In a recent comment in response to the Old Testament not being used during the Easter Season, there was a pointing to the plenty of psalms in the lectionary. This made me wonder – how do different individuals and communities understand the psalms?
Do you think of the psalms as readings?
Certainly, the psalms (for Christians) present so much of Christ’s life (and our own).
In the lectionary, the layout makes no distinction between the “readings” and the “psalm” – so people can be forgiven for understanding the psalm’s place, in the lectionary, as simply another reading:
Rev 22:12-14, 16-17, 20-21
In practice, it would not surprise me if, in some communities, the psalm is read as one of the readings, concluded with
Hear what the Spirit is saying to the Church.
Thanks be to God.
I am used to a Eucharist always having a psalm. And I cannot recall, in twenty-five years of presiding at the Eucharist, ever presiding without having a psalm. But (unless the Eucharist is combined with an office, a practice I have seen particularly in monasteries) I also wouldn’t normally be used to having more than one psalm between the collect and the homily. So normally I am used to: reading; psalm; (reading); Alleluia verse and/or gradual hymn; Gospel. The psalm in this understanding is a sung prayer, an inspired hymn. I am used to a psalm between the first and second reading (and that second may be the Gospel reading) rather than the multiplication of psalms at this point certainly as allowed by the NZ Prayer Book rubric, “A psalm… may follow each reading.” (are there people, following this, who follow the Gospel reading with a psalm?)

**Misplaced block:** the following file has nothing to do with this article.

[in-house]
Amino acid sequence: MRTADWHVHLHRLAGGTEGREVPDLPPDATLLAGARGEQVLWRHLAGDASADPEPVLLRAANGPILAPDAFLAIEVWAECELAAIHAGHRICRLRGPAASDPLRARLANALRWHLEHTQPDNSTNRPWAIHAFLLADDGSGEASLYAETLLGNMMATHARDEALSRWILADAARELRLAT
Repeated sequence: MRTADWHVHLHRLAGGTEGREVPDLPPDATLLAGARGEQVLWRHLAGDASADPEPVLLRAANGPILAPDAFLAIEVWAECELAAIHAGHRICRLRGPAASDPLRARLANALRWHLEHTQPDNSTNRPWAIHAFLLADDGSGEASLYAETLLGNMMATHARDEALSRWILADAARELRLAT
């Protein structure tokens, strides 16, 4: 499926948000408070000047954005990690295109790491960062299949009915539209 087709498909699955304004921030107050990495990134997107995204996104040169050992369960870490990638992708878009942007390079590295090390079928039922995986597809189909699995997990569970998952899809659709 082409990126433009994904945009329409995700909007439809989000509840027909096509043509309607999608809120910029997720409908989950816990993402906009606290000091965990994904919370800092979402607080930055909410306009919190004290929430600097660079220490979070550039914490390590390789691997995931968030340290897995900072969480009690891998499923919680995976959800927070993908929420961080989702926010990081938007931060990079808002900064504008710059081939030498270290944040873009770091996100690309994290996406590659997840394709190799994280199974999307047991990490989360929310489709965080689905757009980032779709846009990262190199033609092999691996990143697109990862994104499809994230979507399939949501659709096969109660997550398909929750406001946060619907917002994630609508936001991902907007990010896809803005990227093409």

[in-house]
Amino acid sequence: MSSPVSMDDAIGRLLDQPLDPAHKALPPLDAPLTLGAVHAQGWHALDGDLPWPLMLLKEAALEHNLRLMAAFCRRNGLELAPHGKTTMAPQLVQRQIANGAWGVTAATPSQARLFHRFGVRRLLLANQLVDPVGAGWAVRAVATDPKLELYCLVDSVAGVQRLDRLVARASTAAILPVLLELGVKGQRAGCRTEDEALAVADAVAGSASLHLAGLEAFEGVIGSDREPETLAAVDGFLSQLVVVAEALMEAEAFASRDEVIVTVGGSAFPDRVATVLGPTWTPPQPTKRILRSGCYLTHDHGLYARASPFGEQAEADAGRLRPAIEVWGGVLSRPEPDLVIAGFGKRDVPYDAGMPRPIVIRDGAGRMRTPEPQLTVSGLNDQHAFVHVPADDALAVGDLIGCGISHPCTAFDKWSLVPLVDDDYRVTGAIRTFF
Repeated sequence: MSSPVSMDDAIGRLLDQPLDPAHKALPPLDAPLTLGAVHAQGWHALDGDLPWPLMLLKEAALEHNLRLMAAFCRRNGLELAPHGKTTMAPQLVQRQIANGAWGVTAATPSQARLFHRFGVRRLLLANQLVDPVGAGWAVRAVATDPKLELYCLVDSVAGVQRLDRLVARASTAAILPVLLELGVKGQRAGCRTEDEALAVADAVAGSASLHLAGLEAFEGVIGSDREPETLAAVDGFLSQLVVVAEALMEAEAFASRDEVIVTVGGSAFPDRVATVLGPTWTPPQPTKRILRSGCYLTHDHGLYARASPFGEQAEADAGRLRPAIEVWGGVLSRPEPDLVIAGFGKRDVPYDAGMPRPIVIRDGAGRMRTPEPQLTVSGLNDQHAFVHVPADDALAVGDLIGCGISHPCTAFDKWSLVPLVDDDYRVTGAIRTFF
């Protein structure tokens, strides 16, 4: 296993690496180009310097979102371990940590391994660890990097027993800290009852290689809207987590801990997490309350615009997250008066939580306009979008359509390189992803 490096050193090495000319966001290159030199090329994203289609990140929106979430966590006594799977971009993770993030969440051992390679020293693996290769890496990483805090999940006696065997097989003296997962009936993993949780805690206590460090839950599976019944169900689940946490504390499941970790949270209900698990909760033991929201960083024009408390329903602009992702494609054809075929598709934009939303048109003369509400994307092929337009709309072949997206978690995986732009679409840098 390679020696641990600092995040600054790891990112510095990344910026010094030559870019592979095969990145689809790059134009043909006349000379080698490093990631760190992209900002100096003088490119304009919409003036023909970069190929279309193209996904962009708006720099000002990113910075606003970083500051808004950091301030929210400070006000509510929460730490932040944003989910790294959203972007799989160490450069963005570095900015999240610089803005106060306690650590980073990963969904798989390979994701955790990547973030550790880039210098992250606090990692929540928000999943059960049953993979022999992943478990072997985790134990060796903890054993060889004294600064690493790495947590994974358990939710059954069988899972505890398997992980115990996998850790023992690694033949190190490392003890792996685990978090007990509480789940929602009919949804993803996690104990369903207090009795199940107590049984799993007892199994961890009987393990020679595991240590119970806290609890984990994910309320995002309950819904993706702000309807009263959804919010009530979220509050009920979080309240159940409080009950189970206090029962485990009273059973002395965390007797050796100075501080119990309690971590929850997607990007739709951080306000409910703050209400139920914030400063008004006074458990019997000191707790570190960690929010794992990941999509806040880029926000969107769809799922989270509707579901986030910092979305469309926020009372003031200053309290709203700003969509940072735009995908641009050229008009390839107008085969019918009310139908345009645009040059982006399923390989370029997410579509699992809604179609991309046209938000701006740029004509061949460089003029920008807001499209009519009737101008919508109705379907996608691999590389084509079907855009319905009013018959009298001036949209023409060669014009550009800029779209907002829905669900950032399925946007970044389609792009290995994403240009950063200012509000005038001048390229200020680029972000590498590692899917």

“What is the book in the Bible with the highest number of chapters?” That question in a quiz game would not have me immediately have the Book of Psalms spring to mind. I don’t tend to think of the psalms as being 150 chapters in a book. I think of them as 150 inspired songs of prayer and praise.
In about five decades of praying the psalms, mostly daily, mostly many psalms a day, I do not tend to think of the psalms as readings, but as prayers, inspired prayers that have become my prayers, prayers I continue to grow into and with.
So how do you understand the psalms?
And how does your community understand the psalms?
And how do you, and your community, use the psalms?
- The psalm at a Eucharist
- Why are there Two Different Numbers for the Same Psalm?
- Acts on Pentecost
- No One Reads The Psalms
- Anglican Church of Or